Wednesday
Mar 18
2015
March 18, 2015

Ceiling Breaker for Girls in Sports

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Deborah Slaner Larkin, CEO of Women’s Sports Foundation, has dedicated her life to ensuring sports are safe and equitable for all women and girls. Deborah grew up in a household that promoted and celebrated women in sports; her parents were avid athletes, and her mother excelled in both golf and tennis. Her father’s support of her mother’s dedication to sports had a large impact on Deborah, who grew up playing a variety of sports, including basketball, volleyball, soccer, field hockey, gymnastics, and tennis. Through her participation in sports, Deborah developed the leadership skills needed to advance not just in sports but in all facets of her personal and professional life, and her life-long commitment to physical activity has helped her concentrate on achieving important goals and outcomes. Like almost all athletes, Deborah has taken the confidence gained from her participation in sports to other areas of her life, including the classroom and the boardroom, where she continues to serve as a powerful advocate for equitable access to sports and physical activity for all women and girls.  

Deborah’s commitment to girls’ empowerment through sports has also guided her career. She served as the second executive director of Women’s Sports Foundation from 1986-1992 and on the President’s Council on Physical Fitness and Sports from 1994-2002. Deborah was the executive director of the United States Tennis Association’s (USTA) Foundation, from 2010-2013, during which she substantially increased returns through creative marketing programs and revenue stream, brought the Foundation into the 21st century in terms of finances and communications, and commissioned a major report on the educational, social, and health benefits of high school-aged athletes. Throughout her career, Deborah has dedicated herself to the enforcement of Title IX and has been involved in several landmark legal cases related to sexual harassment in school, protection for whistleblowers in school discrimination cases, and pay equity. Her career path and our nation’s continued need for leaders in the fields of health, education, and sports has brought her back to the Women’s Sports Foundation, where she currently serves as the CEO. In 2015, Deborah is focusing the organization’s efforts largely on participation of minority girls, girls’ health, and safety for girls both in and out of sports and school. Deborah personally shares the same view that the Women’s Sports Foundation was founded on:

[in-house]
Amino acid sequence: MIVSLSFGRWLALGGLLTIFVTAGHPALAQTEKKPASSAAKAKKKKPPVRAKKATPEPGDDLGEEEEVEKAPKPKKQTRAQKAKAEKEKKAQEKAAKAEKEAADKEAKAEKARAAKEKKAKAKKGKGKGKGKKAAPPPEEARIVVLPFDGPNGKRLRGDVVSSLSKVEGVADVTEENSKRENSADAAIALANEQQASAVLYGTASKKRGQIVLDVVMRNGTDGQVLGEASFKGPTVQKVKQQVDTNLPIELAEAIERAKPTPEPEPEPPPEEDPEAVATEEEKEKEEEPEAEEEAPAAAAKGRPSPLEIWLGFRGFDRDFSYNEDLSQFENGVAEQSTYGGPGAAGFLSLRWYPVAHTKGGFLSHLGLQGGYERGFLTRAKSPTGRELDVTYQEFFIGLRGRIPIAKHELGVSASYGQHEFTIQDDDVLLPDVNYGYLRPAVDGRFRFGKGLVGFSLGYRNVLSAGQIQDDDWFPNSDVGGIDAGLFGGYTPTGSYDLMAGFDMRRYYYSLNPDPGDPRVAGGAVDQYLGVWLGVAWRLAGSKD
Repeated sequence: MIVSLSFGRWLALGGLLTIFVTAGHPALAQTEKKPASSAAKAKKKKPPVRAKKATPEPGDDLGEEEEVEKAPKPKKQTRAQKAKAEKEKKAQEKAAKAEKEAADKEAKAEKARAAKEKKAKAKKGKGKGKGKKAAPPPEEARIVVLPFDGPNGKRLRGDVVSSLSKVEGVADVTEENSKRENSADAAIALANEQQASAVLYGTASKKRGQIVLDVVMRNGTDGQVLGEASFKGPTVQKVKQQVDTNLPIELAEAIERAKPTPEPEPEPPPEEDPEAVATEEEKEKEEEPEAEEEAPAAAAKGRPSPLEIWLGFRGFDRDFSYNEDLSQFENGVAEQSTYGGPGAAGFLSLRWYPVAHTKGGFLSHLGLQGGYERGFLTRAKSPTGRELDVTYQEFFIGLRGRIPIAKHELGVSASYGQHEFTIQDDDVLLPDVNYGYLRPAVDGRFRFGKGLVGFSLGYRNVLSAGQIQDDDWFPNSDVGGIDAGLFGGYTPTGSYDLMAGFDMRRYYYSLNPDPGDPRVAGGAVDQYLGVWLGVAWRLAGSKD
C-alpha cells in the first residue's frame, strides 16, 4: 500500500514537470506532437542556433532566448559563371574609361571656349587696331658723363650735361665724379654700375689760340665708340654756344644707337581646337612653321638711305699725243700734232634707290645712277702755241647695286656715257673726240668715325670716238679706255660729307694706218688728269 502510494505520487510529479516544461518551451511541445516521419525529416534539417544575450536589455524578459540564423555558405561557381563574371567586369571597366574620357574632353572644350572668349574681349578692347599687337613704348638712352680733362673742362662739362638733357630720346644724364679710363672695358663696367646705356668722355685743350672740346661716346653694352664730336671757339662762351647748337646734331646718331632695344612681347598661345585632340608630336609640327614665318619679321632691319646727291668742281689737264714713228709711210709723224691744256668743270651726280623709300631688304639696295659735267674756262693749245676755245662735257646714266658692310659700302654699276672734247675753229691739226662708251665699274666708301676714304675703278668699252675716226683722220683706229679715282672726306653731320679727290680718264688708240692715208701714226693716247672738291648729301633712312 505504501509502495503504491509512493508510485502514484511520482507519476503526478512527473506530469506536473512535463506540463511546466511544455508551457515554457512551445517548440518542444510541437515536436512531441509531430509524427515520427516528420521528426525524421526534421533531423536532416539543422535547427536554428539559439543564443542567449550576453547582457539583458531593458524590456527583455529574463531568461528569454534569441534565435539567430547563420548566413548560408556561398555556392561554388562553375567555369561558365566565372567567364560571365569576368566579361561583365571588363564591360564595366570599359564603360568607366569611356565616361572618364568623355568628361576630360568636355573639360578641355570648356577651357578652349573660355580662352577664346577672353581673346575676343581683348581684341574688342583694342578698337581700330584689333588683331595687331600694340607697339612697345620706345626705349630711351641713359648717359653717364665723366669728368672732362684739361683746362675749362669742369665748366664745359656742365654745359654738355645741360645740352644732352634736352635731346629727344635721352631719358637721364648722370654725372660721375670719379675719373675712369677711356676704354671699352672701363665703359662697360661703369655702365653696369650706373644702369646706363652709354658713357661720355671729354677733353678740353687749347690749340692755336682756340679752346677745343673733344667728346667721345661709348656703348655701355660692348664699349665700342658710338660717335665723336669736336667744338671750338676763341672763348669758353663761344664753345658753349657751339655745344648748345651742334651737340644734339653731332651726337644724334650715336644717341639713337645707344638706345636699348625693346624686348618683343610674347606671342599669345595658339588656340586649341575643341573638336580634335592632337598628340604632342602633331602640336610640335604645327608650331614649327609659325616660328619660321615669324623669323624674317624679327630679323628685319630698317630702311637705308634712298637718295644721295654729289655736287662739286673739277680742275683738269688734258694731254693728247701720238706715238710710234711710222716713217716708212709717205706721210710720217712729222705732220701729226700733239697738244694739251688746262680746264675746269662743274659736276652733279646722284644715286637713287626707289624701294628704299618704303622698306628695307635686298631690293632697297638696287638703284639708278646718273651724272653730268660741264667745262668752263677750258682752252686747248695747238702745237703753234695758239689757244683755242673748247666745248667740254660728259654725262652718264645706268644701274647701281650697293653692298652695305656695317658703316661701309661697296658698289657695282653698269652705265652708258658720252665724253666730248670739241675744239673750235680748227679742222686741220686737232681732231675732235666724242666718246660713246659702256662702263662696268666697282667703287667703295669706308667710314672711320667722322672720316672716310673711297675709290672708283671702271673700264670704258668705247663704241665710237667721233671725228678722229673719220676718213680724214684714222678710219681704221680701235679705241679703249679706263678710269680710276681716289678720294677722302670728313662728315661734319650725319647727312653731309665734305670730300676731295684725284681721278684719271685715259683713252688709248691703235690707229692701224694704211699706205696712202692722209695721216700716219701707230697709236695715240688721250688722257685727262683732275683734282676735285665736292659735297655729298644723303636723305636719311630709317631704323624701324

the passionate and insistent belief that sports are important because of their health, education and social benefits that help girls become leaders and important contributors to our entire society.


The Clinton Health Matters Initiative (CHMI) is proud to work with Deborah and the Women’s Sports Foundation on increasing access to sports and physical activity among underrepresented and underserved communities. Deborah and her team have served as advisors to CHMI’s programs focused on removing obstacles faced by girls to full participation in sports, and both organizations will continue to collaborate on the Aspen Institute’s Project Play as it moves into the activation phase within communities and youth serving organizations nationwide. 


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